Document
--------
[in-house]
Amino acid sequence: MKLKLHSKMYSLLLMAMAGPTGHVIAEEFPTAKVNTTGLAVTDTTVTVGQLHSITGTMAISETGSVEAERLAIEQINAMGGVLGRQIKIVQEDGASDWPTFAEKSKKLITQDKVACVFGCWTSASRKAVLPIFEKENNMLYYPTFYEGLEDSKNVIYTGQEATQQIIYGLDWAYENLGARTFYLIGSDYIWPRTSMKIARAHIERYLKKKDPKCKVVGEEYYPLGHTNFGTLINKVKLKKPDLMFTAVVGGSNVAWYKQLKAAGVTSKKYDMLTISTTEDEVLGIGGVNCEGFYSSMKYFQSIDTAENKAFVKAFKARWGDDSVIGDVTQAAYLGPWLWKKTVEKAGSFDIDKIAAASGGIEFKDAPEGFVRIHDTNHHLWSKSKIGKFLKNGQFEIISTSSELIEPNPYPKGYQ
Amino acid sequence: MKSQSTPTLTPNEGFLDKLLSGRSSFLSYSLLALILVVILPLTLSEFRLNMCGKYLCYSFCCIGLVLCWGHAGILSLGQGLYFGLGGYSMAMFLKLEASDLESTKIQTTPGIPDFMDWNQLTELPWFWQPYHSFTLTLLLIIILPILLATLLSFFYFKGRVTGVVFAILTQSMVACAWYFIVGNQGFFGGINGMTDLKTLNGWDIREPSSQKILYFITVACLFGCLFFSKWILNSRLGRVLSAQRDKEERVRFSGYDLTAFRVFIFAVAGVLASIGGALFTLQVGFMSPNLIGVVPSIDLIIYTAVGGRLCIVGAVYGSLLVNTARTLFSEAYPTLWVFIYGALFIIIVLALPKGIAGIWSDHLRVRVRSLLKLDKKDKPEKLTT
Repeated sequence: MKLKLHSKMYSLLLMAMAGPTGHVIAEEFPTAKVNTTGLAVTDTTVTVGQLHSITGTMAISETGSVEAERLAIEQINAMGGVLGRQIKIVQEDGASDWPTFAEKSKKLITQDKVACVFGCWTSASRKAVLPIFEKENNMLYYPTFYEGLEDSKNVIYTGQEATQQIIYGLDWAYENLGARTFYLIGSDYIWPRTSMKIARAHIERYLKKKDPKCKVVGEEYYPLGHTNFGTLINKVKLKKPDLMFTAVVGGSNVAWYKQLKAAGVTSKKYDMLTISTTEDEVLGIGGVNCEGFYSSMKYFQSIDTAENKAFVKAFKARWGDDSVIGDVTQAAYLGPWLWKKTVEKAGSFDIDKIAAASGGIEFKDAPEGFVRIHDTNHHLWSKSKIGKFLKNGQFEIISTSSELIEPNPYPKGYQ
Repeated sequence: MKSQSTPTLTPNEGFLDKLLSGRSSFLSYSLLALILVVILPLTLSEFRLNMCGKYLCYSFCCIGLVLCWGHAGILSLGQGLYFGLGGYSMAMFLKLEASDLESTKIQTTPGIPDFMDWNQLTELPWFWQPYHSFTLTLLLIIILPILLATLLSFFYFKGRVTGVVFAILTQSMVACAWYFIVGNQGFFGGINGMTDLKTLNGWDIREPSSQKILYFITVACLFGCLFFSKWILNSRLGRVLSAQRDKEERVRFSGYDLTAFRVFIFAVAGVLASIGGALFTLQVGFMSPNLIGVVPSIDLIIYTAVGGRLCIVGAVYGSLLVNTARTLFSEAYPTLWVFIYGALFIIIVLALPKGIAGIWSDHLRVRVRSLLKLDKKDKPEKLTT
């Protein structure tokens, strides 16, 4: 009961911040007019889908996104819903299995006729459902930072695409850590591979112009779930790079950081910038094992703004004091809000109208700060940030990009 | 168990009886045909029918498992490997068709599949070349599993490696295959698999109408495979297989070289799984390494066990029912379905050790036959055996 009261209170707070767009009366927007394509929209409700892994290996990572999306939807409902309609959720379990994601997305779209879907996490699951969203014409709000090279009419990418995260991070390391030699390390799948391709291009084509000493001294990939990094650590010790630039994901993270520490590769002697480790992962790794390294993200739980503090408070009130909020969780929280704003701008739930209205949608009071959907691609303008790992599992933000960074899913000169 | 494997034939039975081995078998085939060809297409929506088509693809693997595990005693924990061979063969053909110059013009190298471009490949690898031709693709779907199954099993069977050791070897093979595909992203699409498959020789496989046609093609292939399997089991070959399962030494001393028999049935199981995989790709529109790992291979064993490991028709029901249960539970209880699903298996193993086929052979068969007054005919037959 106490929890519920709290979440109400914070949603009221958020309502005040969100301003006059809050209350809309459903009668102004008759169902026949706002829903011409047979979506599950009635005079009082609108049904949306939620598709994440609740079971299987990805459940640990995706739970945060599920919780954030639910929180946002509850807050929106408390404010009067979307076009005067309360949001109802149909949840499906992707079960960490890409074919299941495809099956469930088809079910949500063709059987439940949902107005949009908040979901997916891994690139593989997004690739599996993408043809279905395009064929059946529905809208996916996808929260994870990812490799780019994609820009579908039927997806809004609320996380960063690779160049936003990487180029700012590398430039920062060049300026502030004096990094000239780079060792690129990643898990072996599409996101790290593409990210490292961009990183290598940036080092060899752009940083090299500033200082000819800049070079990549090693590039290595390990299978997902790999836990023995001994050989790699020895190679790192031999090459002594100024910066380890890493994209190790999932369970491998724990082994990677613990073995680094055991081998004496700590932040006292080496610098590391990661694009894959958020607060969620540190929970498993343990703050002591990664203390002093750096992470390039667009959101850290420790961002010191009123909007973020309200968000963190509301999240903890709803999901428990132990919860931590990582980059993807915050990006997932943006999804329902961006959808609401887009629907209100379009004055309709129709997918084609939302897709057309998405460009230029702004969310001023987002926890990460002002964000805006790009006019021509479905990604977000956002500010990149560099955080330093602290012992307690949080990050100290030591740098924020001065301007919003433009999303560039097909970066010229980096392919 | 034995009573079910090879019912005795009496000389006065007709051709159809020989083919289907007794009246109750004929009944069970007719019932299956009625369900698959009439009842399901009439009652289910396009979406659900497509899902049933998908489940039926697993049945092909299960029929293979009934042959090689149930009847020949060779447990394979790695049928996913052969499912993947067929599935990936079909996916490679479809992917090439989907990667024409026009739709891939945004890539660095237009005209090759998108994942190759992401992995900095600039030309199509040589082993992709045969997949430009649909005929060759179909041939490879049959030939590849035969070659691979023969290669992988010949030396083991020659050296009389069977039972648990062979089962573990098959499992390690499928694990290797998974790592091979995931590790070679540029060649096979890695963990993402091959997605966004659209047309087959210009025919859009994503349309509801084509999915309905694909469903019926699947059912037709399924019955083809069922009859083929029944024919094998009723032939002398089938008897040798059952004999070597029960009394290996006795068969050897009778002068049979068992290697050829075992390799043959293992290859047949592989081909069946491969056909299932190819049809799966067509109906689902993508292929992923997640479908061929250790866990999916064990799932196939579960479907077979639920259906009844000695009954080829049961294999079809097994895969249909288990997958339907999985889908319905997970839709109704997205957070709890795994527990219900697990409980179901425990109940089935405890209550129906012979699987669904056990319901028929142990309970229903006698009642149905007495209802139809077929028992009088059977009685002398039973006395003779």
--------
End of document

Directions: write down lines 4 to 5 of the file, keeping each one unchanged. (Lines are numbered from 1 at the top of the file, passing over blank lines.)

Repeated sequence: MKLKLHSKMYSLLLMAMAGPTGHVIAEEFPTAKVNTTGLAVTDTTVTVGQLHSITGTMAISETGSVEAERLAIEQINAMGGVLGRQIKIVQEDGASDWPTFAEKSKKLITQDKVACVFGCWTSASRKAVLPIFEKENNMLYYPTFYEGLEDSKNVIYTGQEATQQIIYGLDWAYENLGARTFYLIGSDYIWPRTSMKIARAHIERYLKKKDPKCKVVGEEYYPLGHTNFGTLINKVKLKKPDLMFTAVVGGSNVAWYKQLKAAGVTSKKYDMLTISTTEDEVLGIGGVNCEGFYSSMKYFQSIDTAENKAFVKAFKARWGDDSVIGDVTQAAYLGPWLWKKTVEKAGSFDIDKIAAASGGIEFKDAPEGFVRIHDTNHHLWSKSKIGKFLKNGQFEIISTSSELIEPNPYPKGYQ
Repeated sequence: MKSQSTPTLTPNEGFLDKLLSGRSSFLSYSLLALILVVILPLTLSEFRLNMCGKYLCYSFCCIGLVLCWGHAGILSLGQGLYFGLGGYSMAMFLKLEASDLESTKIQTTPGIPDFMDWNQLTELPWFWQPYHSFTLTLLLIIILPILLATLLSFFYFKGRVTGVVFAILTQSMVACAWYFIVGNQGFFGGINGMTDLKTLNGWDIREPSSQKILYFITVACLFGCLFFSKWILNSRLGRVLSAQRDKEERVRFSGYDLTAFRVFIFAVAGVLASIGGALFTLQVGFMSPNLIGVVPSIDLIIYTAVGGRLCIVGAVYGSLLVNTARTLFSEAYPTLWVFIYGALFIIIVLALPKGIAGIWSDHLRVRVRSLLKLDKKDKPEKLTT